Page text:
Millennials are more prepared than their parents to cover the costs of an unexpected emergency
"No matter how well you plan or how positively you think, there are always things out of your control that can go wrong," David Bach writes in his bestseller "The Automatic Millionaire," which was re-released in December.
Bach's right. In a new report from Bankrate, 45% of Americans said they or their immediate family faced an unexpected expense in the past year.And yet, only 41% of Americans are prepared to pay for such an expense with their savings, according to Bankrate. Another 20% said they'd cut back on spending in another area to cope, while the rest say they'll use credit cards or retirement funds, or borrow money.
Millennials outpace the other generations in this regard. Bankrate found they were the most prepared generation, with 45% claiming they'd pay for an unexpected cost with their savings and 24% saying they'd cut back on spending, rather than having to borrow or use a credit card.
That shows a divergence between millennials and their parents, who mostly hail from the baby boom generation. Only 39% of boomers said they'd cover an unexpected cost with savings, while 17% said they'd cut back on spending. A full quarter of boomers said they'd pay the charge with plastic, while only 15% of millennials said they'd rely on credit cards.
But it's worth noting Bankrate found that adults without kids are more likely to use savings for an unexpected expense (43%) than those with children (36%), potentially explaining why millennials - who are waiting longer to have kids than generations before them - are most prepared.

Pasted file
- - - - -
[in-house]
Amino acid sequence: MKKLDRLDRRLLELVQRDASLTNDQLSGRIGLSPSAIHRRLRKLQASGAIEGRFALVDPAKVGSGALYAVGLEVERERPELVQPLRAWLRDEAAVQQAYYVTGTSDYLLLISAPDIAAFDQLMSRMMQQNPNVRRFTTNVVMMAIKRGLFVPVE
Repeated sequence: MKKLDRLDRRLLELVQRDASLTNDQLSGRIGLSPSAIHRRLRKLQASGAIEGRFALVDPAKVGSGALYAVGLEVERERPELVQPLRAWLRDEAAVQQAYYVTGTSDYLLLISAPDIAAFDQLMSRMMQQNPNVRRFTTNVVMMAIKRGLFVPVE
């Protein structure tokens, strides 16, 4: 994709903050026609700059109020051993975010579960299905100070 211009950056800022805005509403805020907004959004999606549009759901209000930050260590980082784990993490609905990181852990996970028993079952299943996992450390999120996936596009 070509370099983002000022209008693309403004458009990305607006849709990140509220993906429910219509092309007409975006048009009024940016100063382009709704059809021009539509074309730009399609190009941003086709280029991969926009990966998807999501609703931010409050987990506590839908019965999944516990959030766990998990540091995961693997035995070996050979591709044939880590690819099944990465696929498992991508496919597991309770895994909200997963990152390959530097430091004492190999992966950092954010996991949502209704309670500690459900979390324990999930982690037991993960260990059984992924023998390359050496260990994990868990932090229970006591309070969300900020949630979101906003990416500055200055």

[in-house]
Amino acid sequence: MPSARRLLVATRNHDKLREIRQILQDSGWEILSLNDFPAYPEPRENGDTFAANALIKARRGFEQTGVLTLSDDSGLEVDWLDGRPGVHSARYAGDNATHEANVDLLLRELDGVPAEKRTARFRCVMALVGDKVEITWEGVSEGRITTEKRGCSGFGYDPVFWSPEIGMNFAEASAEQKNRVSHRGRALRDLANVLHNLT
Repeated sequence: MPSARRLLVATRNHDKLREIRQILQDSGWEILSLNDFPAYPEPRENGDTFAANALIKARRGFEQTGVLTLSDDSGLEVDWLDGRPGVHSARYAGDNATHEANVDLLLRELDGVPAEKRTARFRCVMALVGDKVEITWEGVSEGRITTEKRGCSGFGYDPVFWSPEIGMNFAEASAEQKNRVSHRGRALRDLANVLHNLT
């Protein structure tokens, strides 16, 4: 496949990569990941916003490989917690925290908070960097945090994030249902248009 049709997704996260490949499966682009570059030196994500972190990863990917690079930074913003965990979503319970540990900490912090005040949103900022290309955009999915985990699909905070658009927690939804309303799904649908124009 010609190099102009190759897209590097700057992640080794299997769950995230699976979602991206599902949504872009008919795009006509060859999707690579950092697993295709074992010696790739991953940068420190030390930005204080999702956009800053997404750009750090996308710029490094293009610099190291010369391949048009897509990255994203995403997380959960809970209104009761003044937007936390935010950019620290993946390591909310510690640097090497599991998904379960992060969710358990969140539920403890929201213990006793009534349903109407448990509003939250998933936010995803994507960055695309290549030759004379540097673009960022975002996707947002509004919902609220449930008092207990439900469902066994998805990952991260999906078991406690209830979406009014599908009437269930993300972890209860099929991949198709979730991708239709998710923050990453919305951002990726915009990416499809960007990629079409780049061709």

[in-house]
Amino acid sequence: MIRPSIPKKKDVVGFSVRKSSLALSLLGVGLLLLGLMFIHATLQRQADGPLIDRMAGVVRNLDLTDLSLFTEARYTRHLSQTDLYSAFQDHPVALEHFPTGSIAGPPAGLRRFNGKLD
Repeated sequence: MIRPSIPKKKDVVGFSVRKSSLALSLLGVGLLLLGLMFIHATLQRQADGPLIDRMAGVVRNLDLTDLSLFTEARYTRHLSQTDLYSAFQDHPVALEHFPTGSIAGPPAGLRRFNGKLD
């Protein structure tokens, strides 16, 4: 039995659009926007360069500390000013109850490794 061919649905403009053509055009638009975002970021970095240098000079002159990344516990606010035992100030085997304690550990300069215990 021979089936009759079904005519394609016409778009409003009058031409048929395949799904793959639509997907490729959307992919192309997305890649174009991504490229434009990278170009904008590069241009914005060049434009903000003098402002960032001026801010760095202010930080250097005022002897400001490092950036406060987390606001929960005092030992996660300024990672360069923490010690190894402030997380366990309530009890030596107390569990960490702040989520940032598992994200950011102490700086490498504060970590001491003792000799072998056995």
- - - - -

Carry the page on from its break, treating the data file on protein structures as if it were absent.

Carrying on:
Further, Bankrate found that half of the highest-income households - those earning $75,000 or more a year - and college graduates lack enough savings to cover a $500 car repair or $1,000 emergency room visit.
"People lose their jobs, their health, their spouses. The economy can go sour, the stock market can drop, businesses can go bankrupt. Circumstances change. If there's anything you can count on, it's that life is filled with unexpected changes," writes Bach, who has spent 25 years in the wealth management industry and became a millionaire by age 30 by increasing his automated savings over several years.Bankrate's report underscores Bach's comments during a previous Facebook Live interview with Business Insider. Although nearly half of Americans don't have enough money on hand to cover an emergency, Bach says, referencing troubling research from the Federal Reserve, millions of those people will buy a coffee at Starbucks today and expect to buy the new $800 iPhone next year.
"So we have money in America, the problem is we're not keeping any of it," Bach said. "'The Automatic Millionaire' mantra is: Pay yourself first and let's put ourselves first."